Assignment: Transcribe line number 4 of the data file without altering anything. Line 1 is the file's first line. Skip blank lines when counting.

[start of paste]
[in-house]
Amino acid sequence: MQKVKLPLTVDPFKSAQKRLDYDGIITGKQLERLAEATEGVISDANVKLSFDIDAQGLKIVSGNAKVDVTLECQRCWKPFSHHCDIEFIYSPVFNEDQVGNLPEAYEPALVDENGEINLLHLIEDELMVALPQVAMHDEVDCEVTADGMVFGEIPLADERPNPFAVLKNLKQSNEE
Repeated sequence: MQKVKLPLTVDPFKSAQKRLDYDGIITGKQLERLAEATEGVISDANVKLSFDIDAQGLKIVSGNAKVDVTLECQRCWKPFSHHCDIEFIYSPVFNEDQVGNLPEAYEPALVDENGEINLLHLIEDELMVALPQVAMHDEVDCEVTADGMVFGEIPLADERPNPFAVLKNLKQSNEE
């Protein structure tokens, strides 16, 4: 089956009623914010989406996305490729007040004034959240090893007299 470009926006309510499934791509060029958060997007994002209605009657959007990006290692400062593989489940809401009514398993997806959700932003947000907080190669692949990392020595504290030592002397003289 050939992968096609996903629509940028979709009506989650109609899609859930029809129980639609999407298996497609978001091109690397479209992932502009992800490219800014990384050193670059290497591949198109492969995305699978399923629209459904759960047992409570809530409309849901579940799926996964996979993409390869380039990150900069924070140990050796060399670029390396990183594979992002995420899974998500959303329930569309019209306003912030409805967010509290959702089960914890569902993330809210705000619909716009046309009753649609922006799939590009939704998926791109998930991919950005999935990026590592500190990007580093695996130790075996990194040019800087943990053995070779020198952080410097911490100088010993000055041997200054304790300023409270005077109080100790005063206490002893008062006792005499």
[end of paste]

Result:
């Protein structure tokens, strides 16, 4: 089956009623914010989406996305490729007040004034959240090893007299 470009926006309510499934791509060029958060997007994002209605009657959007990006290692400062593989489940809401009514398993997806959700932003947000907080190669692949990392020595504290030592002397003289 050939992968096609996903629509940028979709009506989650109609899609859930029809129980639609999407298996497609978001091109690397479209992932502009992800490219800014990384050193670059290497591949198109492969995305699978399923629209459904759960047992409570809530409309849901579940799926996964996979993409390869380039990150900069924070140990050796060399670029390396990183594979992002995420899974998500959303329930569309019209306003912030409805967010509290959702089960914890569902993330809210705000619909716009046309009753649609922006799939590009939704998926791109998930991919950005999935990026590592500190990007580093695996130790075996990194040019800087943990053995070779020198952080410097911490100088010993000055041997200054304790300023409270005077109080100790005063206490002893008062006792005499």